Poland has teamed up with Siemens and BMW to create a recyclable subway car for Metro Warszawskie.
The Inspiro design was developed by Siemens in cooperation with the BMW Group DesignworksUSA, which is an independently operating BMW Group subsidiary based in Los Angeles, Singapore and Munich. The Inspiro design offers an enhanced experienced for subway passengers that incorporates sustainable engineering.
The environmentally-sensitive concept incorporates spacious interiors with extra-wide entrances for optimized passenger flow. To increase space for passengers, the electronic and mechanics cabinets have been removed from the interior cabin walls. The floor-to-ceiling handrails emulate simple tree forms, communicating the green intent of the design.
The cars are rated to be 97.5 percent recyclable. The aluminum carriage and weight-optimized chassis make the design significantly lighter than most traditional subway cars. The lighter cars require less energy to run, reducing the overall consumption of this public transit system.
The cars also utilize demand-controlled air conditioning and electrodynamic braking systems which reduce noise and fine particle emissions, and an alternative to conventional drive technology. The Syntergra system reduces energy consumption by as much as 30 percent and lowering maintenance costs by up to 15 percent.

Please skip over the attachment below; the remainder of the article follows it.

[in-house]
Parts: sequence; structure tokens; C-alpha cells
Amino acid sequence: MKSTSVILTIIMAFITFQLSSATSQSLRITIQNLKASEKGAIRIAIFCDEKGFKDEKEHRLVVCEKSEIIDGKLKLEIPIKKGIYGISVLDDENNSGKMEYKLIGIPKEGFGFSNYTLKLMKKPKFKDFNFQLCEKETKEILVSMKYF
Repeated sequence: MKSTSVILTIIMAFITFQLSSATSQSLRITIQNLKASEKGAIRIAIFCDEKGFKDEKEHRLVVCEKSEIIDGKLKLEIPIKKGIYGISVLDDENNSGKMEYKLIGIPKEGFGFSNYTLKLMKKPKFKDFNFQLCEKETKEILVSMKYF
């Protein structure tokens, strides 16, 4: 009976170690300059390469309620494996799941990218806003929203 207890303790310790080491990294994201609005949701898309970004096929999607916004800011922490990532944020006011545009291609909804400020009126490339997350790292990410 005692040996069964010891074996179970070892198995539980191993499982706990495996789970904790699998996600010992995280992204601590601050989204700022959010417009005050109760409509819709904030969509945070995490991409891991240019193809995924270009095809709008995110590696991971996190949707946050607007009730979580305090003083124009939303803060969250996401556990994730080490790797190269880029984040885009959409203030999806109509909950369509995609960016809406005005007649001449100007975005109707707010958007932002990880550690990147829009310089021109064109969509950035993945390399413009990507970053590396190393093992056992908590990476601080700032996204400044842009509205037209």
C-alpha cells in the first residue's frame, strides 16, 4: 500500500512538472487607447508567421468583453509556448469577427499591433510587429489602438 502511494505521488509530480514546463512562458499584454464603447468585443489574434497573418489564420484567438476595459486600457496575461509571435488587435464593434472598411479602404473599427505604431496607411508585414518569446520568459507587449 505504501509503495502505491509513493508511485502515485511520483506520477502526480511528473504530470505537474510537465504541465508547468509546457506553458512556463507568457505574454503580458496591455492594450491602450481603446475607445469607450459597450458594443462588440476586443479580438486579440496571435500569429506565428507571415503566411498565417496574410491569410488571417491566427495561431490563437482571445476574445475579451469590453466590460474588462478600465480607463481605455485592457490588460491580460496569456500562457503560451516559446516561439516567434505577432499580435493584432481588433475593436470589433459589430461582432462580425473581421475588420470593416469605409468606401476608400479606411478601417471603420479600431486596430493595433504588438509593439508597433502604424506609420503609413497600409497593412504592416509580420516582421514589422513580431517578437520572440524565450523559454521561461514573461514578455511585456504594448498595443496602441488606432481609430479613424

Thirty-five full trains will be built in the coming years. 15 of the trains will be used for the existing Line 1 fleet, and the remaining 20 will be allocated to Line 2, which is currently under construction. The new Inspiro trains will begin running in late 2012 with full completion of the project scheduled for the end of 2013. The first 10 trains will be built in Germany, while the remaining 25 will be constructed in Poland. Forty percent of the components will be sourced in Poland.
This project is only one many beneficial contracts Siemens is involved with all over the world. In October, the German engineering giant announced plans to set up a wind turbine manufacturing facility with an annual capacity of 250 MW in India, and will work with the state of Florida to build a high-speed rail corridor, with trains connecting Tampa to Orlando and then to Miami in a second phase.
Article by Karen Mackay, appearing courtesy Crisp Green.